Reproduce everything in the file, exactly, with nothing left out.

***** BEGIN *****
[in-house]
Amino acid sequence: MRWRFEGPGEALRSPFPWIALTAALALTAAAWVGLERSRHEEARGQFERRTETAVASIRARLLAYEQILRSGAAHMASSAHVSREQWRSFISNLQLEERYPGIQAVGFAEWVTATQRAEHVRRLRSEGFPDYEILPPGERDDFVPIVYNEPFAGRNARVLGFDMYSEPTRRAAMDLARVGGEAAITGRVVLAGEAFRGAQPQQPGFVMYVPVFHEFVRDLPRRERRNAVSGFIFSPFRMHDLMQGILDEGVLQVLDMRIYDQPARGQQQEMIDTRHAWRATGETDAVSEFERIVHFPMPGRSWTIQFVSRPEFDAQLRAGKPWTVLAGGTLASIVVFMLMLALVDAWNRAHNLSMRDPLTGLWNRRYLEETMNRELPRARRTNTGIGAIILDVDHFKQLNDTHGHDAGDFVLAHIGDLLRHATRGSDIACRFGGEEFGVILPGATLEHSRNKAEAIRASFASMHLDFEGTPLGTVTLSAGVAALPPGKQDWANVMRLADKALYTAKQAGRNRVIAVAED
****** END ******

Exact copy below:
[in-house]
Amino acid sequence: MRWRFEGPGEALRSPFPWIALTAALALTAAAWVGLERSRHEEARGQFERRTETAVASIRARLLAYEQILRSGAAHMASSAHVSREQWRSFISNLQLEERYPGIQAVGFAEWVTATQRAEHVRRLRSEGFPDYEILPPGERDDFVPIVYNEPFAGRNARVLGFDMYSEPTRRAAMDLARVGGEAAITGRVVLAGEAFRGAQPQQPGFVMYVPVFHEFVRDLPRRERRNAVSGFIFSPFRMHDLMQGILDEGVLQVLDMRIYDQPARGQQQEMIDTRHAWRATGETDAVSEFERIVHFPMPGRSWTIQFVSRPEFDAQLRAGKPWTVLAGGTLASIVVFMLMLALVDAWNRAHNLSMRDPLTGLWNRRYLEETMNRELPRARRTNTGIGAIILDVDHFKQLNDTHGHDAGDFVLAHIGDLLRHATRGSDIACRFGGEEFGVILPGATLEHSRNKAEAIRASFASMHLDFEGTPLGTVTLSAGVAALPPGKQDWANVMRLADKALYTAKQAGRNRVIAVAED